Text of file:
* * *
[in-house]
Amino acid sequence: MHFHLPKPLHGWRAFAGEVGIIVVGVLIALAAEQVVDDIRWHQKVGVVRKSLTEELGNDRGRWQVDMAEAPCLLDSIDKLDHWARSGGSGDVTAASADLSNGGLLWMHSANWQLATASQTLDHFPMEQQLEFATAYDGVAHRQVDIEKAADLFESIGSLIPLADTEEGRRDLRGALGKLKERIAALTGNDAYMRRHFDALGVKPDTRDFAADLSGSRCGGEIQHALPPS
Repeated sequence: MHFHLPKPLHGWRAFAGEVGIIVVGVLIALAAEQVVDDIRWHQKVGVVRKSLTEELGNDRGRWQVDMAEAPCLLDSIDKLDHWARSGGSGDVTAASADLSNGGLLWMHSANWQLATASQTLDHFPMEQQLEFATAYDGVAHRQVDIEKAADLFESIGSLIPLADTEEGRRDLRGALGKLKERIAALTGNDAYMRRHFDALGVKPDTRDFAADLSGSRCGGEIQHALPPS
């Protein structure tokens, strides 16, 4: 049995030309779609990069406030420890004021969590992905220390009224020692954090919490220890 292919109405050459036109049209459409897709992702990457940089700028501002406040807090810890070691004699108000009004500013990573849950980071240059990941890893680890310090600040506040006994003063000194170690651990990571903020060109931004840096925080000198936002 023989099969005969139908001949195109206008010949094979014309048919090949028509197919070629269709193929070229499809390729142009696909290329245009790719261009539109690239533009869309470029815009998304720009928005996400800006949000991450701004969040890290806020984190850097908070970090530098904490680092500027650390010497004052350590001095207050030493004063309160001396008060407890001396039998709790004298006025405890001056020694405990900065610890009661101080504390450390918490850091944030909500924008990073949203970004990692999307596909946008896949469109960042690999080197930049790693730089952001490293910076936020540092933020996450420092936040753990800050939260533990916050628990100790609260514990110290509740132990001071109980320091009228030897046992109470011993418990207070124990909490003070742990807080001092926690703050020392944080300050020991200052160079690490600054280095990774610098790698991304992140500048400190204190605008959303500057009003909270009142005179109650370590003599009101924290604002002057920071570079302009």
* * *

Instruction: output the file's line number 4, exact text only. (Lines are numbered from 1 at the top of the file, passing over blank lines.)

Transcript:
């Protein structure tokens, strides 16, 4: 049995030309779609990069406030420890004021969590992905220390009224020692954090919490220890 292919109405050459036109049209459409897709992702990457940089700028501002406040807090810890070691004699108000009004500013990573849950980071240059990941890893680890310090600040506040006994003063000194170690651990990571903020060109931004840096925080000198936002 023989099969005969139908001949195109206008010949094979014309048919090949028509197919070629269709193929070229499809390729142009696909290329245009790719261009539109690239533009869309470029815009998304720009928005996400800006949000991450701004969040890290806020984190850097908070970090530098904490680092500027650390010497004052350590001095207050030493004063309160001396008060407890001396039998709790004298006025405890001056020694405990900065610890009661101080504390450390918490850091944030909500924008990073949203970004990692999307596909946008896949469109960042690999080197930049790693730089952001490293910076936020540092933020996450420092936040753990800050939260533990916050628990100790609260514990110290509740132990001071109980320091009228030897046992109470011993418990207070124990909490003070742990807080001092926690703050020392944080300050020991200052160079690490600054280095990774610098790698991304992140500048400190204190605008959303500057009003909270009142005179109650370590003599009101924290604002002057920071570079302009």